Ever feel like your stuff bogs you down? That keeping up with all this stuff holds you back from being your best self?
I truly believe that simplifying and minimizing our “stuff” has tremendous health benefits, by giving us a sense of freedom, order, and control in our lives.
TOO MUCH STUFF
When I think about too much stuff, the Christmas season comes to mind.
There are many things I love about Christmas... like spending time with loved ones, celebrating traditions, and creating memories.
But after a while, all the “stuff” starts to get to me.
I recall a Christmas when my daughter was six years old. She was really into art. As a result, we ended up with just about every art supply under the sun. (Admittedly, I bought the majority of them.)
There were art supplies strung all over our house. I found myself constantly asking her to pick up after herself and keep her things organized. After one such lecture, I watched as she tried to shove her supplies into a large drawer in our dining room. The drawer was too full. It wouldn't close. (This was a drawer I had just cleaned out a couple weeks ago.)
I realized that she simply had too much. It was more than she could take care of. It wasn't making art more enjoyable for her.
To the contrary, this excessive stuff was just bringing clutter, too much responsibility, and stress.
After the overflowing drawer incident, I asked my daughter to pick out her favorite 20 markers, favorite 20 colored pencils, favorite 30 crayons, one paint set, and her favorite two art books. That's what would be staying in the drawer. The rest would be put up in a closet for a while, to be revisited as her artistic needs evolved. :)
I expected resistance from her. But to my surprise, she actually seemed relieved.
Then I thought, Why wouldn't she be relieved? After all, she would have her favorite art supplies to use, there would be less to take care of, and most importantly, she would have me off her back! Furthermore, the excess supplies would be "like new" down the road, instead of getting jumbled with everything else, lost, or destroyed.
My daughter's art dilemma reminded me of a great book by Greg McKeown called Essentialism: The Disciplined Pursuit of Less.
In the book, McKeown explains:
"The Essentialist deliberately distinguishes the vital few from the trivial many, eliminates the nonessentials, and then removes obstacles so the essential things have clear, smooth passage. In other words, Essentialism is a disciplined, systematic approach for determining where our highest point of contribution lies, then making execution of those things effortless."
McKeown explains that a NONESSENTIALIST is characterized by:
All things to all people - "I have to. It's all important. How can I fit it all in?"
The undisciplined pursuit of more - reacts to what's most pressing, says "yes" to people without really thinking, tries to force execution at the last moment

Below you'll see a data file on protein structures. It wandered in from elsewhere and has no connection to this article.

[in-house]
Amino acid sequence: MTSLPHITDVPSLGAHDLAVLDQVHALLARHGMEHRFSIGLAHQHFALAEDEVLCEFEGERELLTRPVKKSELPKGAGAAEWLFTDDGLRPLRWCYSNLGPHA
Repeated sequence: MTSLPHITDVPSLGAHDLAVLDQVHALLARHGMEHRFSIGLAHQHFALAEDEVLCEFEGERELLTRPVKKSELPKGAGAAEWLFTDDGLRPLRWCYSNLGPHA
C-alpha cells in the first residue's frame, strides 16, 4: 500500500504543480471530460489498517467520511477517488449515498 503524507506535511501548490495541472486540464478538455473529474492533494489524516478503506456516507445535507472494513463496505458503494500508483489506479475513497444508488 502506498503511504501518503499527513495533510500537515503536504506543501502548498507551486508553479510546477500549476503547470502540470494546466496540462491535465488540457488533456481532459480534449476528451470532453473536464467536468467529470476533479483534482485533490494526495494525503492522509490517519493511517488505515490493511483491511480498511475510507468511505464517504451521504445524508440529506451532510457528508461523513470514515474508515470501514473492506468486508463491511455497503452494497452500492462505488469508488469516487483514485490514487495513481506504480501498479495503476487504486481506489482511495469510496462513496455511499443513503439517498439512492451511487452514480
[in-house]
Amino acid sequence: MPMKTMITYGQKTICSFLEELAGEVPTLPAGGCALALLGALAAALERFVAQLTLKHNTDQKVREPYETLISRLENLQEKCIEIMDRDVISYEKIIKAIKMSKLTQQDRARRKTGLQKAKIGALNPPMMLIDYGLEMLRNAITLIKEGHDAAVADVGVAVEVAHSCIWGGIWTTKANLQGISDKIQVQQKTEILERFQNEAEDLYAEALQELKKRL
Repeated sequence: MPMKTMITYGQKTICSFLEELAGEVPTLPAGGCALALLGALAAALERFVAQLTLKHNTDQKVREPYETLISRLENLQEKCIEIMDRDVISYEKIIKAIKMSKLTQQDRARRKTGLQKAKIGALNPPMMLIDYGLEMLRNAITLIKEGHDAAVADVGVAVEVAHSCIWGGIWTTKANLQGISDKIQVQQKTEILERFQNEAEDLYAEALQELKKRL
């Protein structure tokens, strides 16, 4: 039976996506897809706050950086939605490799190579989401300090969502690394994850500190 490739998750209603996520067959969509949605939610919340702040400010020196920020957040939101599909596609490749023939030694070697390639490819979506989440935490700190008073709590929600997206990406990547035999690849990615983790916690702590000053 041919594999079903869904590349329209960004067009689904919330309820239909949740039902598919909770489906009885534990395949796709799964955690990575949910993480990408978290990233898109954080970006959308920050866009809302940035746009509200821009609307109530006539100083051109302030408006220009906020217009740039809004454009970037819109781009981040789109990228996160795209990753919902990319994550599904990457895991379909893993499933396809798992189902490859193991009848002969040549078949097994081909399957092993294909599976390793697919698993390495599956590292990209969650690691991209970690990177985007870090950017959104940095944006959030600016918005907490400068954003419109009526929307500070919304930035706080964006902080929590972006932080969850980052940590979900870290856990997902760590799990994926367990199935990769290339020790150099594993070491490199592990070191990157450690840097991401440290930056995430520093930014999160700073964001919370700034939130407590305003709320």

Lives a life that does not satisfy - takes on too much (and work suffers), feels out of control, is unsure of whether the right things got done, feels overwhelmed and exhausted
In contrast, the ESSENTIALIST is characterized by:
Less but better - "I choose to. Only a few things really matter. What are the trade-offs?"
The disciplined pursuit of less - pauses to discern what really matters, says "no" to everything except the essential, removes obstacles to make execution easy
Lives a life that really matters - chooses carefully in order to do great work, feels in control, gets the right things done, experiences joy in the journey
OUR NONESSENTIALIST CULTURE
Our culture often encourages us to say "yes" to everything, to cram more and more stuff into less time, to spread ourselves too thin, to constantly be busy, and to acquire as much stuff as possible.
But this doesn't lead to happiness or good health. It leads to stress, fatigue, burnout, and illness.
A PERSONAL GOAL
As it turns out, my kids aren’t the only ones with more stuff than is essential. It’s an ongoing struggle for me too.
I always benefit from clearing out the unnecessary stuff (whether it be excessive material objects or unnecessary activities). This frees up time and space, allowing me devote more energy and attention to the things that are truly important.
A goal of mine is to become more of an Essentialist. I want to discern "the vital few from the trivial many." Instead of making "a millimeter of progress in a million directions," I hope to make "significant progress in the things that matter most."
HOW ABOUT YOU?
Does this sound like something that would benefit you too?
Perhaps some of the most important goals we can make are LESS about acquiring/achieving, and MORE about letting go of the things that hold us back from our best selves.
What nonessential things are taking a great deal of your time and energy? How might letting go of these things improve your sense of health and well-being?
This post was originally published on December 29, 2016 and updated on December 23, 2018.